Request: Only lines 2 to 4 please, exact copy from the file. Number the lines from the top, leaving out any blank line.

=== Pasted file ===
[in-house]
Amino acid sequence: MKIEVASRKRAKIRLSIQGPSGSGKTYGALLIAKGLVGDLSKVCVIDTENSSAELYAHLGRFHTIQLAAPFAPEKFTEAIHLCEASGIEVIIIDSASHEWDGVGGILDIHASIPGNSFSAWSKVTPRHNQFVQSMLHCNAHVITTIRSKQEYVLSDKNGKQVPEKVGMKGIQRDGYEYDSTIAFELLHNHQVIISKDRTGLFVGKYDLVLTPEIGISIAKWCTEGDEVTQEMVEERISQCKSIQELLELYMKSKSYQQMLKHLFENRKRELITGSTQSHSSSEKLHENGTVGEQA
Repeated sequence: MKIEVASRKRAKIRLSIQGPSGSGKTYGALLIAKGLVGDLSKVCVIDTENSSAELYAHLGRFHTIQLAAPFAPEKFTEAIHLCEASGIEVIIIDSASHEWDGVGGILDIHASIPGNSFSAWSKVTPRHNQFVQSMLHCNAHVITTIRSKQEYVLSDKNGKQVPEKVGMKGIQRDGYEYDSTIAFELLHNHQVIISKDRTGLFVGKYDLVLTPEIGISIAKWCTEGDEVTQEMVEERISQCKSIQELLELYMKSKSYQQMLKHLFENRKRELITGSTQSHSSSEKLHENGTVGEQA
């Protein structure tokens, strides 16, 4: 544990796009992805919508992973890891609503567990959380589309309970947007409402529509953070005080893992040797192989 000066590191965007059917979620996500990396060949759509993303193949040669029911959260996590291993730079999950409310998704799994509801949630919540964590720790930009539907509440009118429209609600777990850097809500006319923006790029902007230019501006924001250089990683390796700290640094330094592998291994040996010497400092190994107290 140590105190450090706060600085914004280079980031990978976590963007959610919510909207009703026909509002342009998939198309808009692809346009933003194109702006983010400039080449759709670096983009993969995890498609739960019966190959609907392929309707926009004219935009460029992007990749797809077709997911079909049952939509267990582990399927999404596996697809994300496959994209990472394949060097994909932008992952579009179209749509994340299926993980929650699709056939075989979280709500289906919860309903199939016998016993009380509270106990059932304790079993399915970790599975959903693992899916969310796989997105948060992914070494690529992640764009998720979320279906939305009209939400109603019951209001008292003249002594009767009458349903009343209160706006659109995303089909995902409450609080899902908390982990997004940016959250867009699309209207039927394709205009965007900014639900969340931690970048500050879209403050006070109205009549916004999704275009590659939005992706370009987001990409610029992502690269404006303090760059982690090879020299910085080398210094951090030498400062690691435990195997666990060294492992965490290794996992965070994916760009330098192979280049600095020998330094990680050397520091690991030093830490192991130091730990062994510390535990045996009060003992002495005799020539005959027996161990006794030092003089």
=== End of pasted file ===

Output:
Amino acid sequence: MKIEVASRKRAKIRLSIQGPSGSGKTYGALLIAKGLVGDLSKVCVIDTENSSAELYAHLGRFHTIQLAAPFAPEKFTEAIHLCEASGIEVIIIDSASHEWDGVGGILDIHASIPGNSFSAWSKVTPRHNQFVQSMLHCNAHVITTIRSKQEYVLSDKNGKQVPEKVGMKGIQRDGYEYDSTIAFELLHNHQVIISKDRTGLFVGKYDLVLTPEIGISIAKWCTEGDEVTQEMVEERISQCKSIQELLELYMKSKSYQQMLKHLFENRKRELITGSTQSHSSSEKLHENGTVGEQA
Repeated sequence: MKIEVASRKRAKIRLSIQGPSGSGKTYGALLIAKGLVGDLSKVCVIDTENSSAELYAHLGRFHTIQLAAPFAPEKFTEAIHLCEASGIEVIIIDSASHEWDGVGGILDIHASIPGNSFSAWSKVTPRHNQFVQSMLHCNAHVITTIRSKQEYVLSDKNGKQVPEKVGMKGIQRDGYEYDSTIAFELLHNHQVIISKDRTGLFVGKYDLVLTPEIGISIAKWCTEGDEVTQEMVEERISQCKSIQELLELYMKSKSYQQMLKHLFENRKRELITGSTQSHSSSEKLHENGTVGEQA
């Protein structure tokens, strides 16, 4: 544990796009992805919508992973890891609503567990959380589309309970947007409402529509953070005080893992040797192989 000066590191965007059917979620996500990396060949759509993303193949040669029911959260996590291993730079999950409310998704799994509801949630919540964590720790930009539907509440009118429209609600777990850097809500006319923006790029902007230019501006924001250089990683390796700290640094330094592998291994040996010497400092190994107290 140590105190450090706060600085914004280079980031990978976590963007959610919510909207009703026909509002342009998939198309808009692809346009933003194109702006983010400039080449759709670096983009993969995890498609739960019966190959609907392929309707926009004219935009460029992007990749797809077709997911079909049952939509267990582990399927999404596996697809994300496959994209990472394949060097994909932008992952579009179209749509994340299926993980929650699709056939075989979280709500289906919860309903199939016998016993009380509270106990059932304790079993399915970790599975959903693992899916969310796989997105948060992914070494690529992640764009998720979320279906939305009209939400109603019951209001008292003249002594009767009458349903009343209160706006659109995303089909995902409450609080899902908390982990997004940016959250867009699309209207039927394709205009965007900014639900969340931690970048500050879209403050006070109205009549916004999704275009590659939005992706370009987001990409610029992502690269404006303090760059982690090879020299910085080398210094951090030498400062690691435990195997666990060294492992965490290794996992965070994916760009330098192979280049600095020998330094990680050397520091690991030093830490192991130091730990062994510390535990045996009060003992002495005799020539005959027996161990006794030092003089």